Things that get in the way

david silverman

Today’s guest post comes courtesy of psychotherapist and script doctor/coach David Silverman.

As a writer-producer in film and tv, David Silverman worked on shows like Mork and Mindy, One Day at a Time, ALF, Newhart, Dilbert, Duckman and South Park. He learned firsthand that “staring into a computer screen day after day could make you feel isolated, frustrated, anxious and even depressed.” Today, he works as a script doctor/coach and as a psychotherapist where he “tries to help writers cope with creative blocks, mountains of rejection, job insecurities, stress, couples problems and the occasional knife in the back.”

A while back, I gave a talk to a group for writers trying to get back into the workforce after a hiatus. It was titled “Things That Get In The Way of Writing”. A quick bit of backstory about this organization: it’s made up of television writers; WGA members who won a class action suit against the studios based on ageism. 

They were able to show that they’d lost income and jobs because they were labeled as “old.” The studios paid out some settlements and included was membership in this group. So there were a lot of older disgruntled writers; some who’d created TV shows, some who’d won Emmys.

They were all so used to getting paid lots of money to write when they were last working, the prospect of writing on speculation didn’t motivate them much. Yet they all wanted to reinvent themselves and restart their writing careers. Some were writing screenplays, others were writing half-hour and hour TV writing samples.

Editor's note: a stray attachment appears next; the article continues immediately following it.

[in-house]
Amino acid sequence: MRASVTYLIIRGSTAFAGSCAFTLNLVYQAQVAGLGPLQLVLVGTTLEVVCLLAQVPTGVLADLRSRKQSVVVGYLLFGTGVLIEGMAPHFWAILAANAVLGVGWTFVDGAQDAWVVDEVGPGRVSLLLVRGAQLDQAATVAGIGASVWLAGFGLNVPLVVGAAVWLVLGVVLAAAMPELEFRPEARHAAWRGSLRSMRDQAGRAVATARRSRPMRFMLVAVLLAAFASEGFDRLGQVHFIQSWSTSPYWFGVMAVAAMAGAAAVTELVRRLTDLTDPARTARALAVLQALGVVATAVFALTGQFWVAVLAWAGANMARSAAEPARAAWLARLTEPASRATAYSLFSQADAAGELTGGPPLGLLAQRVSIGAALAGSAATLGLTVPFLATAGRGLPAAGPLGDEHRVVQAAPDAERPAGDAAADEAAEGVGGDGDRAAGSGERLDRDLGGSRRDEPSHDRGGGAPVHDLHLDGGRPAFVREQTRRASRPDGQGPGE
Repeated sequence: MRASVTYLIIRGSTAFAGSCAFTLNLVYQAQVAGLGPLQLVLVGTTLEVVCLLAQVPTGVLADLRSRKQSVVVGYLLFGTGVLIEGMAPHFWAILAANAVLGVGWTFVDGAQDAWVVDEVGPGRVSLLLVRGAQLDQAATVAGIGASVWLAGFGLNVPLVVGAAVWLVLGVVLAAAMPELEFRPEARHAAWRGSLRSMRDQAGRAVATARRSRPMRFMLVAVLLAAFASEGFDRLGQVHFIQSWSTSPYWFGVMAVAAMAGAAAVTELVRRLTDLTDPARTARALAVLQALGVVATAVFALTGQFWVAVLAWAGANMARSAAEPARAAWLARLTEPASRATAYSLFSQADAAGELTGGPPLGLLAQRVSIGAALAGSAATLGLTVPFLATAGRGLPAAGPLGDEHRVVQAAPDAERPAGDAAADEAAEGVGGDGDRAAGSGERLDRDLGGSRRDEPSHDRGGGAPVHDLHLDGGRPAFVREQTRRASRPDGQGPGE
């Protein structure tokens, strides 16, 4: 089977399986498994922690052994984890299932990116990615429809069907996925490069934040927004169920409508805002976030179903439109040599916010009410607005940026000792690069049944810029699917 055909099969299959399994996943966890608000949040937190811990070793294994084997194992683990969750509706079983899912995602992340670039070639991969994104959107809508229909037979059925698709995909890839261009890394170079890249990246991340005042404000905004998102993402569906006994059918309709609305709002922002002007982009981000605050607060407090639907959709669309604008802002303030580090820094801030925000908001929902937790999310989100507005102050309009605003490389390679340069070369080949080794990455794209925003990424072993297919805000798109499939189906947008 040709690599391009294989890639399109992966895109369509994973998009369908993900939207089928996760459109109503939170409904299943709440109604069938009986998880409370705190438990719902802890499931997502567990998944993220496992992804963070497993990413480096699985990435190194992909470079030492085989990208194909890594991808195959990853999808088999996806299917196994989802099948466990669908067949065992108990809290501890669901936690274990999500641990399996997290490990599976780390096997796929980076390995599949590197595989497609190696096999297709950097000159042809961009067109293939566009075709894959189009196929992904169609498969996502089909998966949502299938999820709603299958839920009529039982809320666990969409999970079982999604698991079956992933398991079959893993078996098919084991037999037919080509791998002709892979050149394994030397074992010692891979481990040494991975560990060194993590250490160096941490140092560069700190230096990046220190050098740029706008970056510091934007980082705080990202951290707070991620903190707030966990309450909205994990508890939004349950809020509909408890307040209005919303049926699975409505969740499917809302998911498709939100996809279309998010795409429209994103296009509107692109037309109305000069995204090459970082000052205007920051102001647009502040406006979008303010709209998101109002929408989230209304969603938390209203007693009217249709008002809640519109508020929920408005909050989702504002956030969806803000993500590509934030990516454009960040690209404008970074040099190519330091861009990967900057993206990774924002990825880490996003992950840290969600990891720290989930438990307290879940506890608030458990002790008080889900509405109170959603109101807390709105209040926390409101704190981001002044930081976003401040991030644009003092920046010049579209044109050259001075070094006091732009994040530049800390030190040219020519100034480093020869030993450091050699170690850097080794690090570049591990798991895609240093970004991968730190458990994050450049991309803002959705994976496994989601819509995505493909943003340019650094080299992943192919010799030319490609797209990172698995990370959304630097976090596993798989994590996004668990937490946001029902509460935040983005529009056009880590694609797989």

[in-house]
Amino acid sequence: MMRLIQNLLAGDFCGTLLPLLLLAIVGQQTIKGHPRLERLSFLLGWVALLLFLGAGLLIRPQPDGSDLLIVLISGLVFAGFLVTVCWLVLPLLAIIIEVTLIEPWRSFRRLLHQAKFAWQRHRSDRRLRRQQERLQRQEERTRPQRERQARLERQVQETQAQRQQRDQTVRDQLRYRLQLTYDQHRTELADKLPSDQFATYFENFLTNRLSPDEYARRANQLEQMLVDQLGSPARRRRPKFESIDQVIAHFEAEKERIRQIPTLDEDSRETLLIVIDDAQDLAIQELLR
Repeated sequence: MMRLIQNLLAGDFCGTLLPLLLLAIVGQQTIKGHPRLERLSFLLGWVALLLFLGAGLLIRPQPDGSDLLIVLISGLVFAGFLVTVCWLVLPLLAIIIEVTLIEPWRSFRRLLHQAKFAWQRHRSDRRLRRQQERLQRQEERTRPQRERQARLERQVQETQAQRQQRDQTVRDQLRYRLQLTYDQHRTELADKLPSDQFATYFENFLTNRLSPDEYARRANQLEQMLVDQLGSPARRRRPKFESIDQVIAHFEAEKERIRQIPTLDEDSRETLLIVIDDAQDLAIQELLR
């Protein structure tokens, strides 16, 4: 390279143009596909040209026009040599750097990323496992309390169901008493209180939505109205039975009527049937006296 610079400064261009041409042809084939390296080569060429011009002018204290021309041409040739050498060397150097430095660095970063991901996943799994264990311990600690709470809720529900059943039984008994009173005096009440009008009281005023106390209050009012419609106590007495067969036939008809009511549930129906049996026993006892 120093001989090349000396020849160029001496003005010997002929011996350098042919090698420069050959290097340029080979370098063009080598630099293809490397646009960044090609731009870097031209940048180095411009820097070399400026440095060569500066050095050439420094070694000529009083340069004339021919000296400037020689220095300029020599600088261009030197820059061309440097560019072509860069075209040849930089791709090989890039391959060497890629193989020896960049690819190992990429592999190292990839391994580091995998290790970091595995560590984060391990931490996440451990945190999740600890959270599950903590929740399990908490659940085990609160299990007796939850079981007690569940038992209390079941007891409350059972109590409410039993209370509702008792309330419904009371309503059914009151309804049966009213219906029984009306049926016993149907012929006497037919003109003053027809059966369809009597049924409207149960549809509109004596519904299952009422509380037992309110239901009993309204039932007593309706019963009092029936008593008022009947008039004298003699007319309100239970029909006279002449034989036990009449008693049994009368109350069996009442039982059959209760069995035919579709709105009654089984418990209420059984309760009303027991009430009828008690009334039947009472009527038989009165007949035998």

Everything seemed to get in the way of writing for them. So we talked about how writers get motivated to write  – without being paid. They’d done it before, but times were different now.

Having done so much research into the subject of productivity and motivation for screenwriters and TV writers, I didn’t know where to begin. I ended up talking about the methods that make the most sense to me, that I actually use myself, or that I find most interesting.

Most ideas about how people can change themselves involve changing the way they think about things. Psychologists call this “reframing.” Look at things differently. For example, too many writers believe they’ll write one screenplay that will sell and make them rich and famous. Not likely. Sorry.

Instead, it helps to think of this whole selling scripts thing as a long-term process. Tell yourself you’re going to write dozens of spec screenplays over your career. It’s possible that none of them will sell. However, they may get you an agent or a pitch session with a producer.

The producer will hopefully say, “I love the writing in your script! Tell me about some of your other ideas.” They may also say, “Your writing is great and we think you’d be perfect to write this feature idea.” Either way you get paid to write.

So don’t get hung up about having to sell each screenplay you write. Hopefully you will sell one or two. However, writing spec screenplays can have many positive outcomes besides selling. Some writers get locked into this wrong-headed way of thinking. If that first script doesn’t sell, they give up. Or they keep trying to sell that same script for the rest of their lives.

Thinking about the long view also helps you handle rejection better. A rejection (such as when the studio says they’re not going to buy your script) isn’t a soul-crushing experience when you realize there are other positive outcomes that come from writing a spec script.

Another favorite reframe comes from the Woody Allen quote “80% of success is showing up.” It simplifies the writing process. It’s always overwhelming to think of sitting down and immediately writing this great Nicholl-winning script.

Break down the process. The simplest piece is “show up at the keyboard.” A screenplay is not going to pop out fully-formed. Everybody should think about writing as a process. You show up. You have some ideas. You figure it out.

You break the script down into an outline, a treatment, a first draft. Don’t expect perfection in a first draft. In fact, don’t think about writing a perfect script. Write a great script, or a script that will sell.